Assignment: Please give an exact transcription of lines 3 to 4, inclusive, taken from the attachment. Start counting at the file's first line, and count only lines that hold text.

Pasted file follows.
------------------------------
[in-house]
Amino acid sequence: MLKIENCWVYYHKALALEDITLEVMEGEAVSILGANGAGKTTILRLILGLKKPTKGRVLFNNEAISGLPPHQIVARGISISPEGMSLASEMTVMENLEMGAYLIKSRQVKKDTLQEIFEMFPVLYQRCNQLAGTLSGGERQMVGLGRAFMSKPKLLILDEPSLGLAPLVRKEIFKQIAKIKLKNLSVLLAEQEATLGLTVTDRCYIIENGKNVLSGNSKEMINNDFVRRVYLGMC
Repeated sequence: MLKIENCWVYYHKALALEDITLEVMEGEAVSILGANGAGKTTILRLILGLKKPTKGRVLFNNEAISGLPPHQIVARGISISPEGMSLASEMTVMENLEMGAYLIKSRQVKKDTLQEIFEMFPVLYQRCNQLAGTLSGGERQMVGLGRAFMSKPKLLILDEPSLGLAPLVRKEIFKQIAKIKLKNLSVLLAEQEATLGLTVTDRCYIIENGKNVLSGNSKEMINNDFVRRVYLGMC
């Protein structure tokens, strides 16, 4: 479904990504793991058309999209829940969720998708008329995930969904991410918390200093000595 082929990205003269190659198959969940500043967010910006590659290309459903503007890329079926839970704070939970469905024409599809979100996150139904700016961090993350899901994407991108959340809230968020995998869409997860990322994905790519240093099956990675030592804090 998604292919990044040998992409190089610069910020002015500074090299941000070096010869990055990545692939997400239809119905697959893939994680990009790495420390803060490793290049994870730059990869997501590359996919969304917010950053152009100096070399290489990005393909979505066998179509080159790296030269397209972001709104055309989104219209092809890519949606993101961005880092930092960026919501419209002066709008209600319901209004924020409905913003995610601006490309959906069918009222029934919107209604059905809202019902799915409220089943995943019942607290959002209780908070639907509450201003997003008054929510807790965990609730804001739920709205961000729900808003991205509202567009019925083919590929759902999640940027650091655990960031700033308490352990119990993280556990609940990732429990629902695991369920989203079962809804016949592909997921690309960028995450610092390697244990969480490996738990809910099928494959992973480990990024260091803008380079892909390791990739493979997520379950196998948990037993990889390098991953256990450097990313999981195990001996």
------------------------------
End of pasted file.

Repeated sequence: MLKIENCWVYYHKALALEDITLEVMEGEAVSILGANGAGKTTILRLILGLKKPTKGRVLFNNEAISGLPPHQIVARGISISPEGMSLASEMTVMENLEMGAYLIKSRQVKKDTLQEIFEMFPVLYQRCNQLAGTLSGGERQMVGLGRAFMSKPKLLILDEPSLGLAPLVRKEIFKQIAKIKLKNLSVLLAEQEATLGLTVTDRCYIIENGKNVLSGNSKEMINNDFVRRVYLGMC
């Protein structure tokens, strides 16, 4: 479904990504793991058309999209829940969720998708008329995930969904991410918390200093000595 082929990205003269190659198959969940500043967010910006590659290309459903503007890329079926839970704070939970469905024409599809979100996150139904700016961090993350899901994407991108959340809230968020995998869409997860990322994905790519240093099956990675030592804090 998604292919990044040998992409190089610069910020002015500074090299941000070096010869990055990545692939997400239809119905697959893939994680990009790495420390803060490793290049994870730059990869997501590359996919969304917010950053152009100096070399290489990005393909979505066998179509080159790296030269397209972001709104055309989104219209092809890519949606993101961005880092930092960026919501419209002066709008209600319901209004924020409905913003995610601006490309959906069918009222029934919107209604059905809202019902799915409220089943995943019942607290959002209780908070639907509450201003997003008054929510807790965990609730804001739920709205961000729900808003991205509202567009019925083919590929759902999640940027650091655990960031700033308490352990119990993280556990609940990732429990629902695991369920989203079962809804016949592909997921690309960028995450610092390697244990969480490996738990809910099928494959992973480990990024260091803008380079892909390791990739493979997520379950196998948990037993990889390098991953256990450097990313999981195990001996």